J. Hoberman on the lost futures of Chris Marker:
I called Marker a “filmmaker” but it would more accurate to term him a “film artist.” His oeuvre encompasses movies, photography, videos, TV series, CD-ROMS, computer games, and gallery installations. Some of these might be considered memento mori, often for the film medium. Others propose cinema as a model for historical consciousness. “We can see the shadow of a film on television, the longing for a film, the nostalgia, the echo of a film, but never a film,” is a characteristic Marker observation; one of his favorite aphorisms is borrowed from George Steiner: “It is not the past that rules us—it is the image of the past.”
At once unsentimentally au courant and fixated on that past, Marker was the Janus of world cinema. His unclassifiable documentaries treat memory as the stuff of science fiction, a notion he shared with his early associate Alain Resnais. Hardly a Luddite, Marker thrived on technological paradox. A half-hour succession of still images evoking motion pictures as time travel, La Jetée could have been made for Eadweard Muybridge’s nineteenth-century zoopraxiscope.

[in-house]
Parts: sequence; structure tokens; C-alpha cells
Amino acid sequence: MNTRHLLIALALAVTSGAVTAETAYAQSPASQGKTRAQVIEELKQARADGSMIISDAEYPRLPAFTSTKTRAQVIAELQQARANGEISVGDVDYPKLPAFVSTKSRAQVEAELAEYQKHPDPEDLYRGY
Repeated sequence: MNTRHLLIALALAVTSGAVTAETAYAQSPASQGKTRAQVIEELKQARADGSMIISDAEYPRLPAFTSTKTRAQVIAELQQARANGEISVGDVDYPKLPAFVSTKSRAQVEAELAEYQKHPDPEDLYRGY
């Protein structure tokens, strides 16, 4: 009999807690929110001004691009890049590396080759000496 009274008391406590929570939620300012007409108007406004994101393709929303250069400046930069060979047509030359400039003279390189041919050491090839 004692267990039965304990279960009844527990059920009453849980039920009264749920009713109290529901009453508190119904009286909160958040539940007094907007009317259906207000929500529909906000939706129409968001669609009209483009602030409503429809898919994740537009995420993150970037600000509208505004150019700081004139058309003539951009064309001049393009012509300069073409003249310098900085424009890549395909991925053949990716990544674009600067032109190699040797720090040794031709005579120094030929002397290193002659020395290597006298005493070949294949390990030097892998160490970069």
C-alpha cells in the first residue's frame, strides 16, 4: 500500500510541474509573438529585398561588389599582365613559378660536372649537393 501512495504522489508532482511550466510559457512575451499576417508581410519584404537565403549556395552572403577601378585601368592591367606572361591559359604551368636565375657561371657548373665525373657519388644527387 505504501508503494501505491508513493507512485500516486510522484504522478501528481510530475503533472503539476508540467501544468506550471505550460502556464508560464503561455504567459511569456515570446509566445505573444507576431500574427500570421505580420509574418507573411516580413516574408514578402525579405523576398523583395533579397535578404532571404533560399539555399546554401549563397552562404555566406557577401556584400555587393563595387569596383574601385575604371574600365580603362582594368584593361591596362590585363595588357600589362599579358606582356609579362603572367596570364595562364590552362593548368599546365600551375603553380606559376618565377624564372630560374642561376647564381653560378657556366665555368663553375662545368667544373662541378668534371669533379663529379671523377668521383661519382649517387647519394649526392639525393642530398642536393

[via A Piece of Monologue]
First posted: Tuesday, August 28th, 2012.